“The biggest headache was raising the capital,” he said. “Initially, I raised the capital right away, but then it takes time to get government approval. The state didn’t take too long, but the FDIC hadn’t seen a new application for quite a while, and they almost forgot what to do. Investors started getting a little nervous and wondered what’s going on, why is this taking so long? But we got down on our knees and begged a little bit, and we were able to pull it together.”

Since then, 1st Choice’s rapid growth has brought frequent and costly audits by bank regulators, and expansion has brought new headaches of navigating through complex local planning and zoning processes.

Despite its growth, 1st Choice remains a bank where customers and employees greet each other by first name in the open, airy lobby and where the sign on McAllister’s door says simply: “Darrell, president.”

“Part of the success is the growth, but the growth becomes part of the next problem of maintaining that quality service,” he noted. “One of our real goals is to not let that slip away from us.”

One way to do that is to make each location an autonomous local bank. In fact, 1st Choice never refers to its seven locations as “branches.”

“We try to give our management in those different locations the authority and ability to deal with our customers,” he said. “And that gets back to service. We don’t have to reach to a policy manual to decide whether they can do a deal or not — yes, we have policy manuals, and yes, we try to operate under some kind of common denominator, but they have a lot of discretion in what they can do day in and day out.”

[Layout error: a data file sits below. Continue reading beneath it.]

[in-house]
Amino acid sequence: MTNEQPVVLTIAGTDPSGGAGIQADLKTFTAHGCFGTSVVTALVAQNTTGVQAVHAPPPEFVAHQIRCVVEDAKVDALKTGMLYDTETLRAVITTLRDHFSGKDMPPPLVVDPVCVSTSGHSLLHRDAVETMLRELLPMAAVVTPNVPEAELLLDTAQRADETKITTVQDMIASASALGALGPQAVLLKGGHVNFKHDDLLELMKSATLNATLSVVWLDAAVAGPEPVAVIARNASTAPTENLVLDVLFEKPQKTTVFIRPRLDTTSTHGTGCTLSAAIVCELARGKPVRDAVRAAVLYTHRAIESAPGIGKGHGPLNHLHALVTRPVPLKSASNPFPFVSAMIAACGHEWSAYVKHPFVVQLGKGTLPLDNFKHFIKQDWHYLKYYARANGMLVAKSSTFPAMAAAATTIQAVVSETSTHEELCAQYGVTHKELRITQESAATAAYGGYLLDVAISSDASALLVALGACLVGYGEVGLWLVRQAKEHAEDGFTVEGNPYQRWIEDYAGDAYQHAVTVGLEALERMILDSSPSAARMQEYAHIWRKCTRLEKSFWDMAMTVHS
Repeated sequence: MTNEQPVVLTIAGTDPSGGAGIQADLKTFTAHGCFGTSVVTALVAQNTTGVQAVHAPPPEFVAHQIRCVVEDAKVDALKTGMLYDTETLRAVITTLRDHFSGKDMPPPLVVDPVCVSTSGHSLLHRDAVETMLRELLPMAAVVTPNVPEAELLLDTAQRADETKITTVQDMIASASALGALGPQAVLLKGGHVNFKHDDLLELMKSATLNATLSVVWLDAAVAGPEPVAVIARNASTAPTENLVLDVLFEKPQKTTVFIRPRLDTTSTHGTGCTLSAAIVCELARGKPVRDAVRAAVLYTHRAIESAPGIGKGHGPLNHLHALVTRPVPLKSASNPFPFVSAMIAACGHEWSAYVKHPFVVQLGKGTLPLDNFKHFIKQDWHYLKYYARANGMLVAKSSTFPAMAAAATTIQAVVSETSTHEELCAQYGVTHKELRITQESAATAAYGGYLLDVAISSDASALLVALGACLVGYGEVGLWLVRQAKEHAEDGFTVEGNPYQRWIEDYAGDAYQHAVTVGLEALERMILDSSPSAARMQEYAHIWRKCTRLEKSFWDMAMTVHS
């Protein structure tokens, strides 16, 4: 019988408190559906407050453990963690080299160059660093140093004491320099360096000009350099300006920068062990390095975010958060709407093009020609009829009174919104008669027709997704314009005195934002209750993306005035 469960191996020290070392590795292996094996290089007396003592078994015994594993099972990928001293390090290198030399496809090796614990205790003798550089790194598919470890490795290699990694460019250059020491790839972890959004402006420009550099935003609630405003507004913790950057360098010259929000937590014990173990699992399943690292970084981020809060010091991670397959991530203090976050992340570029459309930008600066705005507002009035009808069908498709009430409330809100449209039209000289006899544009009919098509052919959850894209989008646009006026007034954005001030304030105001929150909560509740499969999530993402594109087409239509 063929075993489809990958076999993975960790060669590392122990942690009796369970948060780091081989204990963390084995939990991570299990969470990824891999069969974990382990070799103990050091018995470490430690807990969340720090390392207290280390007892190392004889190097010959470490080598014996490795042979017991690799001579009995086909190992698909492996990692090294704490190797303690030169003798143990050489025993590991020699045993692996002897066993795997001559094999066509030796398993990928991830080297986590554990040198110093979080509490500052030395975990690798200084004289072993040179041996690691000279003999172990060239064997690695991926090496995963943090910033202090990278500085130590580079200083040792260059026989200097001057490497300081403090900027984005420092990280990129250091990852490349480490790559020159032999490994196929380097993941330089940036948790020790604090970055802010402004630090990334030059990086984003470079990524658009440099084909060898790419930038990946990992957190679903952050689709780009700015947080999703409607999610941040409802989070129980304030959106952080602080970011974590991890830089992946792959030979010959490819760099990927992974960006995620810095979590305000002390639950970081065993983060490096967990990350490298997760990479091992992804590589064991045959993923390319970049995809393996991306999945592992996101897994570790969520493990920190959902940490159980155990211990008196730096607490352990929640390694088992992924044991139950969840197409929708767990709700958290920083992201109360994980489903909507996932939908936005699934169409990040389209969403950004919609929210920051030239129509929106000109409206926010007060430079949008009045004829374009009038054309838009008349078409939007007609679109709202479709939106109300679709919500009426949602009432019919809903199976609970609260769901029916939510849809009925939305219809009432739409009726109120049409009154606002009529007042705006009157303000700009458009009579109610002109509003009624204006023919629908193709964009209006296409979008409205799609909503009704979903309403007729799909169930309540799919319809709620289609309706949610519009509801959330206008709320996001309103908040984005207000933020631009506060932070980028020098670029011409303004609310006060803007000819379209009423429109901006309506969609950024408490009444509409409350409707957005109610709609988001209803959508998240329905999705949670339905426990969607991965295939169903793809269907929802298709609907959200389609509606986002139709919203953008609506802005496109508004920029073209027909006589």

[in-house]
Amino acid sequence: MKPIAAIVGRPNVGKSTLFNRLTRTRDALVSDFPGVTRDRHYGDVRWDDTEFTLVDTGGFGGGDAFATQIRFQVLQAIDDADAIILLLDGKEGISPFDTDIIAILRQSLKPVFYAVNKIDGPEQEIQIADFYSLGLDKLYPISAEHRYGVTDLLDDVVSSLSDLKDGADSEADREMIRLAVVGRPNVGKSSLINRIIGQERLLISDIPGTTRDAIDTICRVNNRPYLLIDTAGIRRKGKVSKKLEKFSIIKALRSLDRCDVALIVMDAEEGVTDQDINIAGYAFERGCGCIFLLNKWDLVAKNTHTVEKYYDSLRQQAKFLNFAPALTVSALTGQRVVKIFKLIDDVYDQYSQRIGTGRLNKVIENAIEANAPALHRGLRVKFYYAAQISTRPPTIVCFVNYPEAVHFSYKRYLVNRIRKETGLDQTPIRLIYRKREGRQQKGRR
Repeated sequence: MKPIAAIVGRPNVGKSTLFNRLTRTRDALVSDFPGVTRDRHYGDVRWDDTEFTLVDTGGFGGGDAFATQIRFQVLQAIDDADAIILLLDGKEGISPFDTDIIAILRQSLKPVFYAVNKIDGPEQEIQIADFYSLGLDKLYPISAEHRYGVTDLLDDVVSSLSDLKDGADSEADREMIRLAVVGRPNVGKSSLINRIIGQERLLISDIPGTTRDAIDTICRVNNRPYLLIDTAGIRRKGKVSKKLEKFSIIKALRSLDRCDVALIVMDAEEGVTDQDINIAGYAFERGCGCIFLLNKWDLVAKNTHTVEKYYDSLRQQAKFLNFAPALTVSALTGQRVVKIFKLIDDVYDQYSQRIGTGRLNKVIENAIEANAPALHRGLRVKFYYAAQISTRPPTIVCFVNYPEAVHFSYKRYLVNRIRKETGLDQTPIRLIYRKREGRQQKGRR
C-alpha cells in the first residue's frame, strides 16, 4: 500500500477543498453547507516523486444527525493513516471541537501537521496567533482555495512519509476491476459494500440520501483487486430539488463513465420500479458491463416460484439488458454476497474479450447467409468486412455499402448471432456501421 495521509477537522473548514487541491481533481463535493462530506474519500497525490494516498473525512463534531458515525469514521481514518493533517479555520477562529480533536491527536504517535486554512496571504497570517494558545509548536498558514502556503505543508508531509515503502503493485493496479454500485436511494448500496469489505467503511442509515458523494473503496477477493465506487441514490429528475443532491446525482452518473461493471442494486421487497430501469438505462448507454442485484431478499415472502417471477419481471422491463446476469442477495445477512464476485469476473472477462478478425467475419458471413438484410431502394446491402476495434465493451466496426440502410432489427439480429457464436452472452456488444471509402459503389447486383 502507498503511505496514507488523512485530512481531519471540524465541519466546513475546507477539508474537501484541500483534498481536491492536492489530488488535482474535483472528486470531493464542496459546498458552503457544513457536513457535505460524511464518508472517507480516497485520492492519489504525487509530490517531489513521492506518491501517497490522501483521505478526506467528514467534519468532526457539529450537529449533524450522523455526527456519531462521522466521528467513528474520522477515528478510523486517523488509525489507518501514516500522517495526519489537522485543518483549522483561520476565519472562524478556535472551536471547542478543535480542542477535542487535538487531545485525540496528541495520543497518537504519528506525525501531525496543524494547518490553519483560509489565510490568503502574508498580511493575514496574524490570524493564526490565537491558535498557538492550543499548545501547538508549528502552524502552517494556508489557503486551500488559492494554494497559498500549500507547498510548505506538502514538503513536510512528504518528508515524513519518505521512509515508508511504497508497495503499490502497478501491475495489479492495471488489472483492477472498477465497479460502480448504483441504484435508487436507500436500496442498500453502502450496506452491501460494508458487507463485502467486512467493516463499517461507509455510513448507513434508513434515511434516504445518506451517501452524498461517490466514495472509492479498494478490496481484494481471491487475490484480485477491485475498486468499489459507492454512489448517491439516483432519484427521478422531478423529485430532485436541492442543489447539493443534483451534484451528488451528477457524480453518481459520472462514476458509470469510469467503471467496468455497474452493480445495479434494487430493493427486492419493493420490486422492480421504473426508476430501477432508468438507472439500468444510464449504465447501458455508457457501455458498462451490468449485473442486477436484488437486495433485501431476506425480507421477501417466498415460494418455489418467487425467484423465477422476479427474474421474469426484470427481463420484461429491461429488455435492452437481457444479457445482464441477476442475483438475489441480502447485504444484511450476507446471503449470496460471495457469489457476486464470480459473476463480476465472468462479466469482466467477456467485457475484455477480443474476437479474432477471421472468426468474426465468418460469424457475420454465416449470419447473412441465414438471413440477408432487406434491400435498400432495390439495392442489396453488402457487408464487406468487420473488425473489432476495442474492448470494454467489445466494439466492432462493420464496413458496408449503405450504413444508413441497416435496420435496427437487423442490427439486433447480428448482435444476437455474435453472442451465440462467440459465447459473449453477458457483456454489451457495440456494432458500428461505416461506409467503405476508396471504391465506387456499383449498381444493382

1st Choice doesn’t lag behind any of its big brothers when it comes to using modern technology, from toll-free numbers to Internet banking and a cash-management system for small and midsize businesses.

“But the difference is that we offer it as a supplement to service, not a substitute for service,” McAllister said. “A lot of the big banks are trying to convince people that they have to use that. We recognize that some people want to, but a lot of people still want to come in and sit down and take care of their business at a bank, and so we’re trying to be both.”

McAllister’s advice for tomorrow’s entrepreneurs: Have fun, but be prepared to work hard, make sure you obtain all the talents needed to have a successful business, and don’t expect instant rewards.

“If you’re thinking of starting your own business, there’s a lot of fun in it, but also a lot of work,” he said. “When you’re small and starting up, you have to be everything. Sometimes I’d be the janitor. The other thing they’ve got to understand is that it gets pretty thin and slim for a while, and you don’t necessarily get a paycheck every month.

“But there’s a lot of reward when it does work well,” he added. “It’s been fun seeing the success come, knowing there are 125 people with employment, and from my standpoint as a banker, watching somebody come in and helping them fulfill their dreams.”

Looking ahead, McAllister sees 1st Choice continuing to grow in Weld and Larimer counties and maybe looking at new locations such as Estes Park, Fort Morgan or Sterling, where McAllister grew up.

“We see ourselves as a Northern Colorado bank, and so we’re going to continue to focus on that and try to be a better and better Northern Colorado bank,” he said. “We’re the third-largest now, and we’d love to become the second or the first … all the time staying independent and being that local choice for people.”